Bighorn Fire Near Tucson Threatens Hundreds Of Homes

By Steve Goldstein, Michel Marizco, Harry Croton
Associated Press
Published: Friday, June 12, 2020 - 9:15am
Updated: Friday, June 12, 2020 - 2:13pm

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Smoke from the Bighorn Fire seen from Oro Valley
InciWeb
Smoke from the Bighorn Fire seen from Oro Valley on June 7, 2020.

Hundreds of foothills homes on the outskirts of Tucson remained under an evacuation notice Friday as firefighters worked to keep a wildfire from moving downhill from canyons and ridges in mountains in a national forest.

Most of the western United States is experiencing extreme dryness or drought, creating challenging conditions for wildfire season, Bryan Henry, meteorologist with the National Interagency Fire Center, said in a recent fire season outlook.

The Federal Emergency Management Agency granted Arizona’s request for money to help fight the fire, officials said Thursday.

Fire officials said the Bighorn Fire's growth slowed overnight but that it remained a threat. Flames have been visible from Tucson at night, and smoke from the fire plumed over a suburb Friday morning.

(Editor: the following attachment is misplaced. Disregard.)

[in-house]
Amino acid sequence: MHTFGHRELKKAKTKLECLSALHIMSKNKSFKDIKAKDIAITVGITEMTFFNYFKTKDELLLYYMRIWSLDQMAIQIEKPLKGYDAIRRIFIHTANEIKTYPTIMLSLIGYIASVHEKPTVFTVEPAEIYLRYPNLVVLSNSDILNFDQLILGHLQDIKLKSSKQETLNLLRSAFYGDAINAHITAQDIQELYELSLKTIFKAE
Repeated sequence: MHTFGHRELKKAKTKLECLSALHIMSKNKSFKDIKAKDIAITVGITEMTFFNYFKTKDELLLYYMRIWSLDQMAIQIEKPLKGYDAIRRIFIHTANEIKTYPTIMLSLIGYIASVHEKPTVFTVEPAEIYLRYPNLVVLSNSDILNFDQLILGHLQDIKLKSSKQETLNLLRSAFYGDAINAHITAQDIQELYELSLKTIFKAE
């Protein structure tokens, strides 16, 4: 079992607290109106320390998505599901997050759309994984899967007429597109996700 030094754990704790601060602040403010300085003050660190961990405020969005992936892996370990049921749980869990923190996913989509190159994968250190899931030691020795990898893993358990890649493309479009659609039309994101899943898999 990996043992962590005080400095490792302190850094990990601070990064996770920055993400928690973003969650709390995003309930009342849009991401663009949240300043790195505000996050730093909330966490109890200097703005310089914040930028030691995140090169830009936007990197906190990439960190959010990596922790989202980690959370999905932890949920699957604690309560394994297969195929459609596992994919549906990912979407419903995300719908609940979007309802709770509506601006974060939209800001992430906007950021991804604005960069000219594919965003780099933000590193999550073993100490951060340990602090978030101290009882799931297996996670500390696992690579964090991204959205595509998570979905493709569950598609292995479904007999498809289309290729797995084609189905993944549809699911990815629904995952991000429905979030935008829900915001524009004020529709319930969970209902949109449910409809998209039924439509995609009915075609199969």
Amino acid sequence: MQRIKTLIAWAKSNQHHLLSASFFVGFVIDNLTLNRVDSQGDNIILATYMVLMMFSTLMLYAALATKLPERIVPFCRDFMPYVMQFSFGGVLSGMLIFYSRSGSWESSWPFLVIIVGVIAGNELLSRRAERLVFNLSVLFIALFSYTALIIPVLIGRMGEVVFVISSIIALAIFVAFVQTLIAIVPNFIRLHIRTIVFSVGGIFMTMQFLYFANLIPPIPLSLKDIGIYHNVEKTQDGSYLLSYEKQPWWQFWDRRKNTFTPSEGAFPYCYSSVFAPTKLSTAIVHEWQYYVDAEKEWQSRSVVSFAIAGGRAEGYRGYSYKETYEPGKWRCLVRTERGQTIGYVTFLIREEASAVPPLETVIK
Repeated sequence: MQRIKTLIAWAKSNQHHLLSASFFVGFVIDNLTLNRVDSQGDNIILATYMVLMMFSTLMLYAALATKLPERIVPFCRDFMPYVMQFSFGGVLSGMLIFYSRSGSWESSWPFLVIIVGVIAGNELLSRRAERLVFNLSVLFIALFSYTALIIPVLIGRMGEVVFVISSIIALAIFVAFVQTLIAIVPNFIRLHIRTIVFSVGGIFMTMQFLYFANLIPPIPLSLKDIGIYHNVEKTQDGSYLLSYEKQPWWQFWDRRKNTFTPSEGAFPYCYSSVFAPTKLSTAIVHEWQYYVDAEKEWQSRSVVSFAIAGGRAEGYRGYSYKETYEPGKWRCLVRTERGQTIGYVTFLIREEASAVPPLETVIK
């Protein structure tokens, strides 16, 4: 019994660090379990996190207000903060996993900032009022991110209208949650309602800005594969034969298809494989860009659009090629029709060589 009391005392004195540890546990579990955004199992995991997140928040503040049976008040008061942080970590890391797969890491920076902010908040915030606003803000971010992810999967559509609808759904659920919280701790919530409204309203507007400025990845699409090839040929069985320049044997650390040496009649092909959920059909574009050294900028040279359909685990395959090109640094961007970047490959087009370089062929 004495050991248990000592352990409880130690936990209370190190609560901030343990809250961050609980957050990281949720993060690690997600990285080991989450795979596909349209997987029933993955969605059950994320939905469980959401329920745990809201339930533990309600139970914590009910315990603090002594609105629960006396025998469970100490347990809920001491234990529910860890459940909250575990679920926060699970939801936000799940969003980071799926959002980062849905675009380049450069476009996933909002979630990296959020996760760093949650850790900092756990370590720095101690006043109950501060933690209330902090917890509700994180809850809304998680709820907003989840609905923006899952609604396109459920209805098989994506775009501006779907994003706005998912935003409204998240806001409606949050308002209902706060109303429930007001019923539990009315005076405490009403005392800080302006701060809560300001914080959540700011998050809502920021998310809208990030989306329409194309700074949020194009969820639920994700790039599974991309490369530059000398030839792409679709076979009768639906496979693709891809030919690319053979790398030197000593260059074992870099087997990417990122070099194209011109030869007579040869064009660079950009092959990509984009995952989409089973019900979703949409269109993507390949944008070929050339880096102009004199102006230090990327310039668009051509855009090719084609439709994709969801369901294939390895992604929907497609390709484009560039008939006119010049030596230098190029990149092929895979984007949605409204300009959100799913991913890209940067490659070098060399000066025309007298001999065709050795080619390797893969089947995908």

Pima County officials on Thursday issued an evacuation notice for approximately 300 homes in a area south of the Coronado National Forest, and numerous other residents were told to prepare to evacuate.

Over 400 firefighters aided by aircraft dropping water and retardant battled the week-old lightning-sparked fire that as of Friday had burned 11 square miles of mostly brush and tall grass.

Sheriff's officials went door to door in neighborhoods on Thursday to notify residences of the evacuation notice, which a sheriff's spokesman said Friday wasn't mandatory.

“People are not required to leave, however we are telling people we may not be able to come back and assist if things start to burn," said Deputy James Allerton.

No injuries or structural damage was reported, Allerton said.

Travis Mayberry, an operations section chief for the fire management team, said Friday much of the fire was burning in terrain too rugged for grounds crews to work safely, particularly if they needed to escape quickly.

”Ït's not a great place for us to put people in to safely work," he said. “Ït's just too steep.""

Mayberry said crews continued to clear lines to keep the fire away from homes south of the forest and might set additional fires to burn vegetation to slow the wildfire by depriving it of potential fuel.

The fire, sparked June 5 by lightning, was only 10% contained as of Friday morning, and Mayberry said increasing the containment figure would be a slow process because of the rugged terrain.

"When we use those heavy air tankers, it is not putting the fire out," Mayberry said. "There still has to be folks reinforcing with boots on the ground. This country is not a safe, good place for us to continue to push people up into those hills.”

The dry, hot weather and the steep, rocky topography have been the main challenges in fighting the fire near Tucson, fire management team Adam Jarrold said Thursday. Temperatures have pushed past 100 degrees and the humidity was in single digits.

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